See some of the upcoming features for TempMail in this article!
1,200,000 emails and 500 hourly inboxes are incredible numbers! With the growth of the website, I would like to make some additions to further help people with their privacy in using TempMail.
These features will be added during November of this year through February of next year. They will not be added in any particular order, though.
While navigating to the website is easy, a desktop app can save a few clicks. The desktop app will be available to download on Windows, Mac, and Linux-based systems in the upcoming month.
This has been planned for a while. Our customized protocol is not compatible with others; however, we plan to add support for POP3/IMAP soon as well. The intended design will allow users to sign in with the temporary email with the token as the password, instead of using HTTPS with our own protocol.
More Language Support
English is one of the most common languages; however, a great deal of our traffic comes from outside English-speaking countries. We will add multiple language support for the website. Our app, AnonyMail, already supports a few languages!
More (Programming) Language Support
Thank you to everyone who has used the website so far, and to those who will use it in the future! If you have any questions, feel free to write a comment below.
We’ve released one of our biggest updates yet. This update includes custom domains, public domains, and more!
TempMail.lol has been running for almost a year since it started as Exploding Email. In that time, we’ve made a lot of changes to the website. In this article, we’ll go over some of the major changes that have been made recently.
While this used to be a feature of Exploding Email, it has been added back into TempMail with a great implementation. You can now choose if you want your custom domain to be private (that is, only you can access it), or public (anyone can make Alternative Emails through your domain).
With private domains, you are given a token to “login” to the domain to retrieve emails. This prevents random people from reading the emails on your domain. Note that private domains can only store up to five emails across the entire domain before needing to be emptied by getting the emails (earliest emails are stored).
Overall, custom domains will help everyone. Private custom domains are currently in beta and are free during this period, they may be behind a subscription-based service in the future. Adding public pool domains will always be free.
Custom domains have also been added to the API. Support for custom domains will be added to libraries within the upcoming weeks.
You can now choose a domain you want to generate! This allows you to choose from any existing default/alternative domains. Here’s an example:
This will generate an email at the domain you specify (in this case, example.com).
As September starts, we have added more features to the website while keeping the core principle of the website the same, a temporary email generator. If you just use the normal website with its .com domains, nothing will change. Alternative emails will be getting a larger pool of domains to pick from, which will help avoid detection.
Looking ahead, we plan to add even more features, such as support for the POP3 protocol, bigger storage for private domains, and more!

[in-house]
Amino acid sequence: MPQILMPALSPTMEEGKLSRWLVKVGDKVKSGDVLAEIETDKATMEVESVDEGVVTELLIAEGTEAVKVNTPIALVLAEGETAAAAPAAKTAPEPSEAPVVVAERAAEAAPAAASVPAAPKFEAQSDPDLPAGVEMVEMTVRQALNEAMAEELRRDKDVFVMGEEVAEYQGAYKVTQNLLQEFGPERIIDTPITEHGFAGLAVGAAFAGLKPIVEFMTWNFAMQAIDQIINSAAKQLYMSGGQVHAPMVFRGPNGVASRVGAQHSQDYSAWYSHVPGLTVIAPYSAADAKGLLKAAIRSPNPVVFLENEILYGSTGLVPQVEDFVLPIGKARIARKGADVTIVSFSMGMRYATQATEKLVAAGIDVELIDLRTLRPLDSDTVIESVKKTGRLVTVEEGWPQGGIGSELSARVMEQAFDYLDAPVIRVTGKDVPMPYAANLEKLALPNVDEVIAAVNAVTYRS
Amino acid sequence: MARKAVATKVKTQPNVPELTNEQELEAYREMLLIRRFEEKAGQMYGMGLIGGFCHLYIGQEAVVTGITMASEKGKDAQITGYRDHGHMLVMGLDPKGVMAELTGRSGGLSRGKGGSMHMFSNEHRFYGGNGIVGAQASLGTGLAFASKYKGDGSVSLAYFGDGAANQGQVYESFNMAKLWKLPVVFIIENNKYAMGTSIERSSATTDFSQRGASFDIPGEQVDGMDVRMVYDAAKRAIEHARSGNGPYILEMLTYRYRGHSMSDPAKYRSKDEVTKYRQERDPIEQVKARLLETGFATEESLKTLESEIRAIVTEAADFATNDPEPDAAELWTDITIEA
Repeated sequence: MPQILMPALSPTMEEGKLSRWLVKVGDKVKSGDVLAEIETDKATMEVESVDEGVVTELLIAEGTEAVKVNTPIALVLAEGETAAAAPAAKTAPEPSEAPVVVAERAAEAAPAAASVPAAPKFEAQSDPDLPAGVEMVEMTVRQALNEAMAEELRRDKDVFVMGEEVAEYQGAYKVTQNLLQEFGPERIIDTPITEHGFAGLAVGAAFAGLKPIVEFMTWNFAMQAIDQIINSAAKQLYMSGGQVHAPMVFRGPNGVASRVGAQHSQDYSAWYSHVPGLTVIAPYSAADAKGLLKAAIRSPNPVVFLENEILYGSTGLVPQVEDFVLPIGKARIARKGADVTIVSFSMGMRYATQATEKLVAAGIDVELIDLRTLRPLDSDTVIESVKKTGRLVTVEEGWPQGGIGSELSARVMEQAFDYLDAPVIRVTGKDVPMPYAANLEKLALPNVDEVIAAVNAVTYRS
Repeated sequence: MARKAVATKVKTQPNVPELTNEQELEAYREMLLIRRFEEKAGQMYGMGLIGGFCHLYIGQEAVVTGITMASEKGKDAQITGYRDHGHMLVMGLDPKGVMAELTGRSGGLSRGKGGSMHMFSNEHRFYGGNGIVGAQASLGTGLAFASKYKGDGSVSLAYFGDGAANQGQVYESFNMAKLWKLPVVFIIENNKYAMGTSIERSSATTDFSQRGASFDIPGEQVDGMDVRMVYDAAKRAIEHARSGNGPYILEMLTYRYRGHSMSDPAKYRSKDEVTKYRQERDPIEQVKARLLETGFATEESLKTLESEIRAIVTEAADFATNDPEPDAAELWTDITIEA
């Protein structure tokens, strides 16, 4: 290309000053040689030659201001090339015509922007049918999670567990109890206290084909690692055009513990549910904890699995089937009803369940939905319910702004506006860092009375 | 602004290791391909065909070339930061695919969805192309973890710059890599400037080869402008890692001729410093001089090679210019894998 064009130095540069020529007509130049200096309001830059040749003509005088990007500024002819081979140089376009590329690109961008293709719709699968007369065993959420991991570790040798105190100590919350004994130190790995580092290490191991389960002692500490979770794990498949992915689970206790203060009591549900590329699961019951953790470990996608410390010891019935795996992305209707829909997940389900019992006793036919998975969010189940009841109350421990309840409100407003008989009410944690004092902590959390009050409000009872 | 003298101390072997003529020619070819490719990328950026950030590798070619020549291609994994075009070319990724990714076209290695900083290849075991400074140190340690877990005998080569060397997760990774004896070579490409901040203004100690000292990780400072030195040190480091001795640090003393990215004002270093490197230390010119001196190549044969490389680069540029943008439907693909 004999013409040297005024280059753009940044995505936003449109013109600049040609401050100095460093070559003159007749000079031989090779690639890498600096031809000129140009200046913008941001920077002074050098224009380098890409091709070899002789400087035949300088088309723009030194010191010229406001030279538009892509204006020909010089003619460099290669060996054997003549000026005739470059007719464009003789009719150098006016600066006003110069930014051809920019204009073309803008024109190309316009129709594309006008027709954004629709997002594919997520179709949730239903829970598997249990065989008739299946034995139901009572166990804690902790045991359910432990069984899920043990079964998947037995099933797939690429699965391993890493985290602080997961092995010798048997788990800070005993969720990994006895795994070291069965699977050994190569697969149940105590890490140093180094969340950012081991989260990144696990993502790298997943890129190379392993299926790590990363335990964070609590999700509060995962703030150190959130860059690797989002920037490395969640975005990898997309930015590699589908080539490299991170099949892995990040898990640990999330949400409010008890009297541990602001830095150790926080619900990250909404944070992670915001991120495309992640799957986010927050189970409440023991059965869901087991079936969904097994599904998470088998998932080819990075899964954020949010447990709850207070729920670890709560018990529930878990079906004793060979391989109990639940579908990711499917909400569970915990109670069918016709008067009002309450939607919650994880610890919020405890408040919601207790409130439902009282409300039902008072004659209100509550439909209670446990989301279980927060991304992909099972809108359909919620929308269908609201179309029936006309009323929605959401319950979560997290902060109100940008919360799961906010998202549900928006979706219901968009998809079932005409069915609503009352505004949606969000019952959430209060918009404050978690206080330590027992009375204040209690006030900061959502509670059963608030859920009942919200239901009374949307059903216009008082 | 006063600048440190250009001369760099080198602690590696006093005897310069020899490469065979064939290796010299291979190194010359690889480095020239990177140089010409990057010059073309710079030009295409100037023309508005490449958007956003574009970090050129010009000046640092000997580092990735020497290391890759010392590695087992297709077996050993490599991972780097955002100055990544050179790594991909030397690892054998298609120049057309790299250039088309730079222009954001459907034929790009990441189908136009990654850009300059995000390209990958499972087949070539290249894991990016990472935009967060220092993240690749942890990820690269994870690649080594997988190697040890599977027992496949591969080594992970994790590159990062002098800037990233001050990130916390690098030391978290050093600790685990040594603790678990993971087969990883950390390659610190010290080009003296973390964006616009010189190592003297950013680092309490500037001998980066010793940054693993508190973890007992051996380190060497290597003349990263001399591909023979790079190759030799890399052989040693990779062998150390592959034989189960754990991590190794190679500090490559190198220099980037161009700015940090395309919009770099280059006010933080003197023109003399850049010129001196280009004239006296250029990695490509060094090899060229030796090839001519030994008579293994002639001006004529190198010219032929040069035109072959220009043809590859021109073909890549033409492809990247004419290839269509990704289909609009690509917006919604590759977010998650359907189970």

Lastly, we’ve processed 520,000 emails! This number is insane, and we hope it will continue to grow as more people use our service. Spread the word, and bookmark our site! If you have any questions, suggestions, or just want to talk, join the Discord server below!
Introducing our new feature: alternative domains! Alternative domains allow you to generate emails that bypass certain website restrictions.
Ever tried to signup for a website using one of our domains but have had it fail? Thankfully, we are introducing something new: alternative domains.
Alternative domains allows you to use less common website endings (such as .cfd, .lol, and .shop). These endings are much cheaper than common endings (such as .com, .net, or .org), but may not work as reliably as common endings.
What does this mean for me?
If you use the regular domains, nothing will change. The website will still function the same way it has.
How do I use it?
Simply toggle the switch on the homepage under the Copy and Regenerate buttons.
If you do not see the switch, hold Control and click F5 on your keyboard to reload the page.
Developers: does this break the API?
No. For the TempMail.lol API, the /generate endpoint will still work. If you wish to generate alternative emails, please use the /generate/rush endpoint instead. This will be added to TempMail APIs in the following weeks. Alternative domains are on the same rate-limit as normal domains (30/minute).
Thank you to everyone who has used the website so far! We are approaching 300,000 emails received and have around 200 hourly active users. We hope this addition to the website will help people get around websites censoring our email addresses.
GitHub Copilot is one of the most practical uses of AI; however, it has some key disadvantages.
GitHub Copilot is one of the most advanced and practical uses of artificial intelligence that I have seen. I started using it around the middle of 2021 and have been ever since; however, I have noticed that it has changed throughout this time, and for the better, too.
What is Copilot?
Copilot is an Artificial Intelligence trained on public code using the OpenAI Codex engine. It is able to complete code you write, turn comments into code, and even write code based on the name of a method.
Is Copilot free?